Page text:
State support for job cuts boosts prospects of latest Malaysia Airlines plan

Sun Sep 7, 2014 6:00pm EDT
 
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By Siva Govindasamy and Anshuman Daga

SINGAPORE (Reuters) - The plan to save Malaysia Airlines (MAS) MASM.KL could succeed where past endeavours have failed because the government has finally put politics aside by agreeing to sweeping job cuts, people briefed on the restructuring told Reuters.

The job cuts - if they are followed through - would mark a departure from previous attempts to restructure the loss-making airline, which has for years operated with bloated staff numbers amid political pressure from unions.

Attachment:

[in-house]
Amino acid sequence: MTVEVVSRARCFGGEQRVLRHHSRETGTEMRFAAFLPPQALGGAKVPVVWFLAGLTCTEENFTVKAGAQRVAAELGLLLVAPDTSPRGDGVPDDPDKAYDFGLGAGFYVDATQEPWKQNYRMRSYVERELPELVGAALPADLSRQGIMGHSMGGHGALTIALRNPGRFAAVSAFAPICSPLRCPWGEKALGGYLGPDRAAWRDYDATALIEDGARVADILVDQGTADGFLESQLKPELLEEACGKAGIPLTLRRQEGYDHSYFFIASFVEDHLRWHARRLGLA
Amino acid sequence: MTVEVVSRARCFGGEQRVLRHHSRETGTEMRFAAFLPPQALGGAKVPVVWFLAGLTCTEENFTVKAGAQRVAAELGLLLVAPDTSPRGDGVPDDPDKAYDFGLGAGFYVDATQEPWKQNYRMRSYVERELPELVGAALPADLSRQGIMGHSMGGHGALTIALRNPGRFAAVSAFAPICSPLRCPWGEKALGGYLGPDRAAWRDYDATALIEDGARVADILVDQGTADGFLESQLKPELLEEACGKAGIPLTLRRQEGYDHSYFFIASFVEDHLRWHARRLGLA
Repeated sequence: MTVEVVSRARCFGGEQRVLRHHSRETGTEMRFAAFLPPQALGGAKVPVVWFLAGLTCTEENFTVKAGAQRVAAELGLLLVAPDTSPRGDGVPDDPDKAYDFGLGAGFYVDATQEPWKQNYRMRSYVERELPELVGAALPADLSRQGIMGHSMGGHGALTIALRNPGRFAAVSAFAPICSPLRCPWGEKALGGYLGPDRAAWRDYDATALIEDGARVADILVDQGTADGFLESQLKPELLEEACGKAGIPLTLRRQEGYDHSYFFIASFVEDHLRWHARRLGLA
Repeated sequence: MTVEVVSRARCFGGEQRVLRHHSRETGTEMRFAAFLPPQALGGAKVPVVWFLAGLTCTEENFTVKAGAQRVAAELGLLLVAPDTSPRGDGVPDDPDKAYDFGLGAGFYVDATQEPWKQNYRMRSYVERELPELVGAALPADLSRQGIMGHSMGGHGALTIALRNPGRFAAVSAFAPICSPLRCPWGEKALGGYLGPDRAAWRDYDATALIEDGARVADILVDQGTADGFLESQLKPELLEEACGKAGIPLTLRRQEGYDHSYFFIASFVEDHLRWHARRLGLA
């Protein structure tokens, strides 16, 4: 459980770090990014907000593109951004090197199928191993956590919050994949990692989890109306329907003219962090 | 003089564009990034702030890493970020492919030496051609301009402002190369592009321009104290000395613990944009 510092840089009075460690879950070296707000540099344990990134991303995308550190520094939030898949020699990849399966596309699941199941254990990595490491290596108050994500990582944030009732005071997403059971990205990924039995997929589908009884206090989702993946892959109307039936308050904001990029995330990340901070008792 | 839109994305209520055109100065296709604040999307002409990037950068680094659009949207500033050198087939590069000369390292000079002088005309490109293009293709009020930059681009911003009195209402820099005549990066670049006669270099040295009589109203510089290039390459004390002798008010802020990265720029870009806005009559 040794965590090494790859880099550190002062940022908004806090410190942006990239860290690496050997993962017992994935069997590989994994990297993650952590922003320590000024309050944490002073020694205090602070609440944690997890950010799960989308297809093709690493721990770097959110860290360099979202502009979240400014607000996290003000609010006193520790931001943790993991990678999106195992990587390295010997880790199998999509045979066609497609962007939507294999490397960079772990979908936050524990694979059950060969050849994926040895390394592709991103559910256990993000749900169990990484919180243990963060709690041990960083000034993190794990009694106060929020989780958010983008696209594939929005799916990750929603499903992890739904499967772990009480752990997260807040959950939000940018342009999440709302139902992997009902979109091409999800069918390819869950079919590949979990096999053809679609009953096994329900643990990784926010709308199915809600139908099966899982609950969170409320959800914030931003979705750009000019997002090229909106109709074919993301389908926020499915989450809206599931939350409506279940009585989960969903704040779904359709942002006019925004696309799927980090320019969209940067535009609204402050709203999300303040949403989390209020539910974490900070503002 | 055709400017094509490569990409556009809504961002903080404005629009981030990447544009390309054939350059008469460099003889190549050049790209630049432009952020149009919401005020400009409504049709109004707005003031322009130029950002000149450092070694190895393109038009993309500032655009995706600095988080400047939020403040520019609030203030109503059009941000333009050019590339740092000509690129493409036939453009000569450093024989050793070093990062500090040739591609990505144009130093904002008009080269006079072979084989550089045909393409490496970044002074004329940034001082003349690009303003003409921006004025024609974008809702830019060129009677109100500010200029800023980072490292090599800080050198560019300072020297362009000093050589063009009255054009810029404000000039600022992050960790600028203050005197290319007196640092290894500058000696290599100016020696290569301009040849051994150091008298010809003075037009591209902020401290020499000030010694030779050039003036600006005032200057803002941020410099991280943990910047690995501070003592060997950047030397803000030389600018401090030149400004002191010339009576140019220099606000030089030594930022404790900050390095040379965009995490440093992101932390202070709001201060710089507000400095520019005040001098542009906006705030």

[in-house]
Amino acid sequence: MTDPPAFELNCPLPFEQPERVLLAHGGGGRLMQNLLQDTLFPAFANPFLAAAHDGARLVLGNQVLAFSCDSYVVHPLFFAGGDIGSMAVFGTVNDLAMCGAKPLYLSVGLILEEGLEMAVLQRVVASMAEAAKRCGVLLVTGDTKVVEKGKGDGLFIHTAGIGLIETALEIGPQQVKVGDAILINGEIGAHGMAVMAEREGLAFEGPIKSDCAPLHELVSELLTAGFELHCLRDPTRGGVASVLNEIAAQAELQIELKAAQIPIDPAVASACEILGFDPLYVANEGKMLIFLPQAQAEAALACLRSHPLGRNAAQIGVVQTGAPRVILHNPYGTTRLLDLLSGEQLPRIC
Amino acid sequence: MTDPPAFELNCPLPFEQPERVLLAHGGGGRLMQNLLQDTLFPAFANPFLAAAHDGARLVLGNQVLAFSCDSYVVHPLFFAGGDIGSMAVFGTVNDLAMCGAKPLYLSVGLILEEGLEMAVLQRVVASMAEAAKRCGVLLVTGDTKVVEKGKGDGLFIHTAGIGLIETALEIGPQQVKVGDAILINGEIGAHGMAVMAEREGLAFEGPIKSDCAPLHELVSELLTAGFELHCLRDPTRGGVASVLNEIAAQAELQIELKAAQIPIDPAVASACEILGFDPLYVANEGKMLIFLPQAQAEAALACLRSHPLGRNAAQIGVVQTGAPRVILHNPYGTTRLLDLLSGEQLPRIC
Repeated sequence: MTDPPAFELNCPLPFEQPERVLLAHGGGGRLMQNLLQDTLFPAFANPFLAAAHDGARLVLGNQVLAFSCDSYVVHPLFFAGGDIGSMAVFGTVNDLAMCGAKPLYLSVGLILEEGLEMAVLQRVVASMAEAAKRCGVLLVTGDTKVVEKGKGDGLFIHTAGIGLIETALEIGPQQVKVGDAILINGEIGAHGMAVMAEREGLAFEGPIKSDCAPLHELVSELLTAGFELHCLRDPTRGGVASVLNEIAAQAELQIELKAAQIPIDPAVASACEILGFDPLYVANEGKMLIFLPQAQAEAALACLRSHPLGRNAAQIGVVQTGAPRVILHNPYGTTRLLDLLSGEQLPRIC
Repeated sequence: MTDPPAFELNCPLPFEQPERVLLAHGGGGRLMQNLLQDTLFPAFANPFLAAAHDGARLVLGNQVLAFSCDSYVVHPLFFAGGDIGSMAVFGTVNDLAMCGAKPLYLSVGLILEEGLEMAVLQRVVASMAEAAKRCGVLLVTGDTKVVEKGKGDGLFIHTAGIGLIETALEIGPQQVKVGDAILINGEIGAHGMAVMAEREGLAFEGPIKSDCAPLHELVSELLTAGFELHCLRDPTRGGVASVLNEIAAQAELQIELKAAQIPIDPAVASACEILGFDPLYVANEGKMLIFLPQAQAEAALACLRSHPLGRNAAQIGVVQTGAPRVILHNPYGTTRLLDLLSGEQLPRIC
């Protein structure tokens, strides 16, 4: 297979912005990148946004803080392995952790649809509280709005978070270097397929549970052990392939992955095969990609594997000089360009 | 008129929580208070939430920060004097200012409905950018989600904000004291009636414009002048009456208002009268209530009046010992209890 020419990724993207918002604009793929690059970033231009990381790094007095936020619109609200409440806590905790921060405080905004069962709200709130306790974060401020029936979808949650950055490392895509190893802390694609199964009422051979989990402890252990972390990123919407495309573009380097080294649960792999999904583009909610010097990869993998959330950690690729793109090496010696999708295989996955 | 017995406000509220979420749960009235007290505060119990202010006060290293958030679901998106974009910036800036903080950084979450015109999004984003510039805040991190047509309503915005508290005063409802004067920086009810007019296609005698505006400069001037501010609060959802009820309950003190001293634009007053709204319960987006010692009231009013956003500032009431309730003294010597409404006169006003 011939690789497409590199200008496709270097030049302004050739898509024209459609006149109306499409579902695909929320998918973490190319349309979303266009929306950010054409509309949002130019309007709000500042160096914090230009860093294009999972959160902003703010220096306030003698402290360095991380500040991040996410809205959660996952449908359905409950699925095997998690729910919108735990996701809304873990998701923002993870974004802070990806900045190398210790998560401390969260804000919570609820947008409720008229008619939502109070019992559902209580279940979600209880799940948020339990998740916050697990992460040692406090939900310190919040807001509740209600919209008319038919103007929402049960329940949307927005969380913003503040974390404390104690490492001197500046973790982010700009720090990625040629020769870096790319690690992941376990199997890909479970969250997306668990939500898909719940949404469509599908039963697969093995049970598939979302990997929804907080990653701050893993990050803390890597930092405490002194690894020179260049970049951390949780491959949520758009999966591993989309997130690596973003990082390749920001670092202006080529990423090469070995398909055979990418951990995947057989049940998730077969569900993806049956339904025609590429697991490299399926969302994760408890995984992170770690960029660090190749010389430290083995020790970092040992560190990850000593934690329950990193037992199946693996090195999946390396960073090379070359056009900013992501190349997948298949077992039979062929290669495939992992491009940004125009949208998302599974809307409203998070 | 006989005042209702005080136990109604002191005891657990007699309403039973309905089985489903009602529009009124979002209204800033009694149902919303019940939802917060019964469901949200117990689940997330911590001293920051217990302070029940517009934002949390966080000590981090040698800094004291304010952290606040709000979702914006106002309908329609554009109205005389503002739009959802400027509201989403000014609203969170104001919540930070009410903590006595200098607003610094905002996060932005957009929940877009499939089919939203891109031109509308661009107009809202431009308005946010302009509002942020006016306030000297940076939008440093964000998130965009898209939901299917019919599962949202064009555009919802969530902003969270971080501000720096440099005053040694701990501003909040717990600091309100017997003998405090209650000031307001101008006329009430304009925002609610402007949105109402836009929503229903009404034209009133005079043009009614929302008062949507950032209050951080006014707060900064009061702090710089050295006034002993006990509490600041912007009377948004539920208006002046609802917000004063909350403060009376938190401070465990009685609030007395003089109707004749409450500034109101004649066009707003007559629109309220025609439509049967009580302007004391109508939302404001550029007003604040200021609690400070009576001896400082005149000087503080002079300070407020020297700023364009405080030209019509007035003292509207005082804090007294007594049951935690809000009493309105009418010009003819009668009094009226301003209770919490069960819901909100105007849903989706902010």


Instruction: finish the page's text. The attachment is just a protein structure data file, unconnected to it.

Under the radical $1.9 billion overhaul unveiled last week, MAS said it would shed nearly a third of its 20,000 workforce after the airline was broadsided by two jet disasters this year.

Flight MH370 remains missing since it disappeared en route to Beijing in March and MH17 was shot down over Ukraine in July.

"Unfortunately, it took two crashes to make the government realise that sweeping changes were needed at MAS," said one of the people. "With the job cuts, MAS finally has a plan that has a chance of succeeding."

Both the sources declined to be identified as they were not authorised to speak to the media.

It is not the first time that MAS has announced a big job cull. In 2006, as then chief executive Idris Jala returned MAS to profitability by cutting costs, the airline announced that 6,500 jobs would go.

But those cuts were never implemented in full, partly due to opposition from the main labor union, which has close ties to the ruling United Malays National Organisation (UMNO), the party of Prime Minister Najib Razak.   Continued...

 
Ground crew work among Malaysia Airlines planes on the runway at Kuala Lumpur International Airport (KLIA) in Sepang July 25, 2014. REUTERS/Olivia Harris